Change Is In the Air

by DavalosMcCormack on February 17, 2009

Sometimes even the corniest, most cliched statements are true. What makes it even more fascinating is when you discover that in the most unlikely of places.

Shirley and I love to play squash. We’re not very good but we are enthusiastic, running around and getting a great workout. Unfortunately the only really good squash courts in town just happen to be in a pretty posh sports club.

Now, I’m much more used to working out at your basic gym. Nothing fancy. But this place has the works; a spa, steam rooms, a sauna, pilates and yoga studios. It also comes with a hefty price tag. But we use it regularly and we don’t have any other expensive habits or hobbies so we figure it’s worth the money.

Not surprisingly the folks who also work out there are pretty rich. At least the men are. They won’t let me in to the ladies changing room to listen in on their conversations to see how they’re doing! For the past few years it’s been interesting to hear them talk about their holidays in the Caribbean or Europe, their dining experiences at the fanciest restaurants in town,  the fine wine they just bought, or the even finer Italian sports car they are  now driving.

Most of the time I feel out of place there. My budget is far more modest and my politics more moderate, but I love the facilities so I keep going back.

The other week I heard three fellas talking about the market and the recession and the plight the country was in. Now these are investment bankers and financial analysts, no soppy bleeding-heart liberals by any stretch of the imagination. Then one said “You know, yesterday is history, tomorrow is a mystery, today is a gift, which is why they call it the present.”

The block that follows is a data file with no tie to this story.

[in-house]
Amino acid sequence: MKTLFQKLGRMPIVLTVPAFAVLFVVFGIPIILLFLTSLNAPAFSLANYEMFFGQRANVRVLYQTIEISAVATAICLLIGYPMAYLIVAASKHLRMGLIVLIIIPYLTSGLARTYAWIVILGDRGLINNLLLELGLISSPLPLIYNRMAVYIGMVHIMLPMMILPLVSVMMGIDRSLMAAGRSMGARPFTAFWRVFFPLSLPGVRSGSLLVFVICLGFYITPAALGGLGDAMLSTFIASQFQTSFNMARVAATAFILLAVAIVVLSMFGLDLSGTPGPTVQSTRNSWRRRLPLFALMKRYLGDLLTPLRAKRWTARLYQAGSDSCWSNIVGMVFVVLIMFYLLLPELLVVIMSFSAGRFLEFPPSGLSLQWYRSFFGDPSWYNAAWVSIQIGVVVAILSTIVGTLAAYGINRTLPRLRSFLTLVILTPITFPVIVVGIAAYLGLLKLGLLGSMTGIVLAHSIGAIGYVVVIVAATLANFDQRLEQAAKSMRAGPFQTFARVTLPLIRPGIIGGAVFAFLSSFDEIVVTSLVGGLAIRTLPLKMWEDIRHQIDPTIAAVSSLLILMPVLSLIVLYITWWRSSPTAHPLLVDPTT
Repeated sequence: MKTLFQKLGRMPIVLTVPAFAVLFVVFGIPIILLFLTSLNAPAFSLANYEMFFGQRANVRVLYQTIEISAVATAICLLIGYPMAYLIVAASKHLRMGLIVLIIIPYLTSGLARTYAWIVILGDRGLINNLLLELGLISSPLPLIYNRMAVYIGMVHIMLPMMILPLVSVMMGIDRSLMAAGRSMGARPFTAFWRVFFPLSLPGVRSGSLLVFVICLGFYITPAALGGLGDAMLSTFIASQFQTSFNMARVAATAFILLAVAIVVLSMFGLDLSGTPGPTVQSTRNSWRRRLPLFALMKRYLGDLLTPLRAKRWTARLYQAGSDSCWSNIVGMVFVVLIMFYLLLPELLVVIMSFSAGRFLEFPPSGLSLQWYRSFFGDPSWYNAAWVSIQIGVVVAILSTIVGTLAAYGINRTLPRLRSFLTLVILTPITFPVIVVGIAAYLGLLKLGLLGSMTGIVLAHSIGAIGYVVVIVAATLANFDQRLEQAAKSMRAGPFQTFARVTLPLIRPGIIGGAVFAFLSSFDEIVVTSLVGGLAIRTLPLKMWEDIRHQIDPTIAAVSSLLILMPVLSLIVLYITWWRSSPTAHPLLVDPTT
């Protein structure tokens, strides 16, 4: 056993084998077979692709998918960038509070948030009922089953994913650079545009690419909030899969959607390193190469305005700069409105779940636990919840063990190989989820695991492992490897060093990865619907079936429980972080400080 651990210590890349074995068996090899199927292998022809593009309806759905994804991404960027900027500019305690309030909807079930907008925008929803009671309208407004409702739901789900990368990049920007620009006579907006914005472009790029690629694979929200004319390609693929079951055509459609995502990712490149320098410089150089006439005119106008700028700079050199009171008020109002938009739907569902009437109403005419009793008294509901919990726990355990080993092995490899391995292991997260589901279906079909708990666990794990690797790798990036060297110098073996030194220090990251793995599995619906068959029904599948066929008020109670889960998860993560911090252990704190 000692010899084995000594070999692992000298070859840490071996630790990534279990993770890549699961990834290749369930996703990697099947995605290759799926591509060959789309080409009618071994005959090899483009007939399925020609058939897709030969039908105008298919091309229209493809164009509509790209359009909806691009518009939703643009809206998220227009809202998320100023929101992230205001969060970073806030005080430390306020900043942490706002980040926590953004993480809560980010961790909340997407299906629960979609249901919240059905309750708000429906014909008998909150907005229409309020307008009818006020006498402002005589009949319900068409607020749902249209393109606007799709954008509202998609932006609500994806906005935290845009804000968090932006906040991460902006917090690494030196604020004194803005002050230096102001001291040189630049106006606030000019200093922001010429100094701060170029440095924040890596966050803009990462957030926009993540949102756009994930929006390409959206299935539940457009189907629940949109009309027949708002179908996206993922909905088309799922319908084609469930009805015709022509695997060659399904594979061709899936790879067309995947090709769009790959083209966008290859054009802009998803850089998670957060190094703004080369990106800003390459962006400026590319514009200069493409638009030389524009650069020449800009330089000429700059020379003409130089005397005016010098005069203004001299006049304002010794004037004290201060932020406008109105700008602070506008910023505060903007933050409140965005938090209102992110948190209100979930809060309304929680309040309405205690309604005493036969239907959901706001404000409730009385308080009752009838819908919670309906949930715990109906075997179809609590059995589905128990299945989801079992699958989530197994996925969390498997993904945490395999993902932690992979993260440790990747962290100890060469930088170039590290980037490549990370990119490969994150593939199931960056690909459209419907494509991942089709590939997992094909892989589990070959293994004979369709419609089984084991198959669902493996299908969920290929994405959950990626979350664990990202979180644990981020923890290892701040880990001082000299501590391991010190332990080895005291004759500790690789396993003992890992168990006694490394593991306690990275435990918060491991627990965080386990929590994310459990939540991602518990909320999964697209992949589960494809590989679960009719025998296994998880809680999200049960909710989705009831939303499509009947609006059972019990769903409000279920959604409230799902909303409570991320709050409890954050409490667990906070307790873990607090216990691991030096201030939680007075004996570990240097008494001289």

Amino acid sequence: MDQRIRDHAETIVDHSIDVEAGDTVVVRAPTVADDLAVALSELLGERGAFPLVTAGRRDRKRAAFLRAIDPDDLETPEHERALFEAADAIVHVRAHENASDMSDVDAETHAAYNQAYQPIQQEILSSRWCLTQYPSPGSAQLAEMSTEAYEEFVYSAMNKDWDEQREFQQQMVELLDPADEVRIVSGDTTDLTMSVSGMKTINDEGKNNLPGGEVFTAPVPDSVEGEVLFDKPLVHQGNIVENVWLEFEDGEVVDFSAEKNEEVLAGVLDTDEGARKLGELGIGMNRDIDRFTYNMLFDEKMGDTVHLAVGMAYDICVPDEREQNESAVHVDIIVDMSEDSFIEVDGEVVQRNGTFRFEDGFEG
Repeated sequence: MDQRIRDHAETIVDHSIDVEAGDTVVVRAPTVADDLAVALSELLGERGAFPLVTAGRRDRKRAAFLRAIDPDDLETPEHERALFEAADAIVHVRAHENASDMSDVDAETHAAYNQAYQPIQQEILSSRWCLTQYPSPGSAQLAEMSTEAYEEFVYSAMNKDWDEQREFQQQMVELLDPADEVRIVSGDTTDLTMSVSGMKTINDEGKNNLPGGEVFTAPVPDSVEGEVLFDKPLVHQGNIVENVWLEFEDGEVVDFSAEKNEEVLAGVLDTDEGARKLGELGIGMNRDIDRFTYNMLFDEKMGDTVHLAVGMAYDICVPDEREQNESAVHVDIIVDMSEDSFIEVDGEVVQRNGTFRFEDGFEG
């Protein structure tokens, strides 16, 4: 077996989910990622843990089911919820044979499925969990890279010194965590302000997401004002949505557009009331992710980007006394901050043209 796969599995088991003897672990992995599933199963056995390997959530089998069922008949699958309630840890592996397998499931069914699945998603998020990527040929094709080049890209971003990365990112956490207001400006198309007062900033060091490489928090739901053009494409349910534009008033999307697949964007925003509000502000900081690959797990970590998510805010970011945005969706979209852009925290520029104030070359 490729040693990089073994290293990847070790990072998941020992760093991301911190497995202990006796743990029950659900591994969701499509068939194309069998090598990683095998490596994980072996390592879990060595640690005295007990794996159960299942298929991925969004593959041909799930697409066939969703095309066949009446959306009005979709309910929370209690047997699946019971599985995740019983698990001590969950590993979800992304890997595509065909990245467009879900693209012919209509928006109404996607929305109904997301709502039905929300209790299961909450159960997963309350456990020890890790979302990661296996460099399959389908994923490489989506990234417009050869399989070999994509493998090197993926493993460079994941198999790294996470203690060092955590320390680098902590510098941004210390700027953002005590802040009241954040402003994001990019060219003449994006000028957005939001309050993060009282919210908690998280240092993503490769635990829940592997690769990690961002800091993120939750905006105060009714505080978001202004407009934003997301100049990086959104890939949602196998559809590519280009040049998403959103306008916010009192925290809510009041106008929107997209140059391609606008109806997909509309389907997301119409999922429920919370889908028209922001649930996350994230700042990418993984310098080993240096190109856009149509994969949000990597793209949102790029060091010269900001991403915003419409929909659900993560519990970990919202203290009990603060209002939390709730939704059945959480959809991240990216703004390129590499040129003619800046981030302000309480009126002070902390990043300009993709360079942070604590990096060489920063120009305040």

I was waiting for the other two men to laugh at that little ditty, but then one of them said “That’s the third time I’ve heard that in the past two days, there must be something to it.” Then they started talking about the really valuable things in life; family, friends, health, love.

I was gobsmacked, not so much because they might consider these things truly important, but that a rather cliched aphorism led them to the discussion of these things.

It struck me that maybe this recession might actually have a truly profound effect on how people, even the rather rich, think. If this group of still well-heeled folks are reconsidering what is important, what matters most, then maybe we really are going to emerge from this as a stronger, wiser nation.

It’s a bit of a stretch I know to extrapolate from one conversation in a gym locker room with three portly, paunchy older white guys to the mood of a nation, but this isn’t the first time I’ve heard people talking about how these tough times are changing the way they see things. There really does seem to be a sense of change in the air.

There are clearly going to be tough times ahead, not just for Americans but for people all around the world, and it’s going to take a huge effort to turn things around. But if we can retain this sense of what truly matters in life, that seems like a pretty good place to start.

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